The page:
Thursday, 7 July 2016
A let down
After the Brexit Vote
We were on holiday in Guernsey, a non-EU bailiwick of the UK, for EU referendum day. Our postal vote, sent in on June 3rd, stated we wished to remain. I hardly slept the night of June 23rd, too eagerly engaged with the BBC news as the votes came in. Yes, even Guernsey is not beyond the reach of the internet. Indeed signals were excellent. But the news, at 4.40 a.m., UK time, showed Brexit was winning by a million votes. Birmingham, predicted to vote Remain, did not follow anticipated voting patterns. We were OUT of the EU.
Ian Jack, Guardian Opinion, June 25th, wrote ‘Just as the pound was reaching its peak, Iain Duncan-Smith said: “Turnout in the council estates is very high.” It was about a quarter past ten.’ (Fifteen minutes after the polls had closed and the BBC’s live EURef programme had started its overnight broadcast.)
To my mind that comment about council estates seemed very class-ridden. Ian Jack said canvassers for Remain had told him “The Greens got the Tube stations, Lib Dems did the shoppers, Labour went “round the estates”.’
So Britain still has council estates? I thought social housing had been all but demolished, during Thatcher’s reign, to around 10% of former council-owned housing stock. Yet now the council estates' vote seemed so pertinent in the EURef. I D-S had hit on something. Ian Jack quoted Michael Sandel, an American political philosopher, on the British working class. “The sources of their dignity, the dignity of labour, have been eroded and mocked by … globalisation, the attention that is lavished … on … financial elites.” The working classes had plenty to protest about.
Jack continued: ‘On Sky TV Michael Gove spoke of how his father’s fish business in Aberdeen had been “destroyed by the European Union.” In fact, a report in The Guardian showed that the senior Gove had sold his business rather than closed it.
Believe Michael Gove if you will but since this article was written he has already managed to get Boris Johnson out of the running for Conservative Party leadership and gone against his own words – he had said he wouldn’t run for party leadership. Yet he is, today, a fortnight after votes were cast, hours away from being second in the running for PM. Theresa May is way ahead in the votes for party leadership - and she voted to remain. Thank heavens for small mercies. May might be one of the few adults around capable of running the country since EURef.
On the same Saturday Philip Aldrick, writing in The Times stated ‘British industry has been left reeling by the European Union referendum result as fears increased that carmakers based in the UK and big aerospace companies such as Rolls-Royce and Airbus would transfer work abroad.’ Those companies used to be based near the school where I taught; it had a non-privileged intake. Some reports say such areas are worse off now than in the Depression of the 1930s. How will Brexit help those people who have already suffered from unemployment and worsening prospects? If big companies move off our shores working class labourers will have fewer choices after Brexit than before. Did Michael Gove point this out to voters in his rush to greatness? Derby-based Toyota has likely had the go-ahead to build new hybrid cars scuppered since EURef. Again it will be workers in these industries who suffer the most. It’s the poor what gets the blame.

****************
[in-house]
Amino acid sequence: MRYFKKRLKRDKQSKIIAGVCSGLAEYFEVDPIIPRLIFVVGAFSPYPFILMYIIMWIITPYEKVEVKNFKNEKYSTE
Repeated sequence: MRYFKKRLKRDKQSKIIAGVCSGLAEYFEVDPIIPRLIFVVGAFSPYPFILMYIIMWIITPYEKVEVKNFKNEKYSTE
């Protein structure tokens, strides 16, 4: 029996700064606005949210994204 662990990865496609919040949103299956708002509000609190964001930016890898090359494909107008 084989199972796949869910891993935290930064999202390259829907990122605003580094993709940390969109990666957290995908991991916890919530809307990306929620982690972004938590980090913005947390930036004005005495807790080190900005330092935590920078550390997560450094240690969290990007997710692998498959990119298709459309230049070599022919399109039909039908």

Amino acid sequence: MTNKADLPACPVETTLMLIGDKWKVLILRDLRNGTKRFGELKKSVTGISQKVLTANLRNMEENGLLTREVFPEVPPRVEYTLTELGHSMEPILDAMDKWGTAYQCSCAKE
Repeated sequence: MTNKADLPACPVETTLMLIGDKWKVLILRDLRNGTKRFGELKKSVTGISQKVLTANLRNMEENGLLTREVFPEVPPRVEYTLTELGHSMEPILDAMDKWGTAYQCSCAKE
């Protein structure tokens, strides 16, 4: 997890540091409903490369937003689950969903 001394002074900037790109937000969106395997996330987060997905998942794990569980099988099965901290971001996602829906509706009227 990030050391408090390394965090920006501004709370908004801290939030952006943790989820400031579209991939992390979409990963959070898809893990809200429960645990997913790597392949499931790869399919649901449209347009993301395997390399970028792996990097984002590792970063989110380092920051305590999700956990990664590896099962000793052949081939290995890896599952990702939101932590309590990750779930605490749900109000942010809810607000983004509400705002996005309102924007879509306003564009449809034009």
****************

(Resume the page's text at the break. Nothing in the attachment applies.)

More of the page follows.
Back to The Guardian. John Harris said the ‘...signs of discontent have been obvious for years... In Peterborough in 2013 we found a town riven by cold resentments, where people claimed agencies would only hire the non-UK nationals who would work insane shifts for risible rates.’ He continued ‘Last year 3.8 million people voted for Ukip. The Labour party’s vote is in seemingly unstoppable decline… Jeremy Corbyn might be seen as that problem incarnate. The trades unions are nowhere to be seen, and the Thatcher-era ability of Conservatism to speak to working-class aspiration has been mislaid.’
The working classes feel let down and the referendum gave them voice. Sadly as the country makes plans to leave the EU it seems their lives will likely be further blighted. Their issues are closer to home. Leaving the EU will make things harder for them, not easier. Did Brexiteers know what they were voting for? What now for the impoverished living in council housing? They have suffered from austerity, reduction in local services, underfunded schools and a stretched NHS. Will leaving the EU help their plight?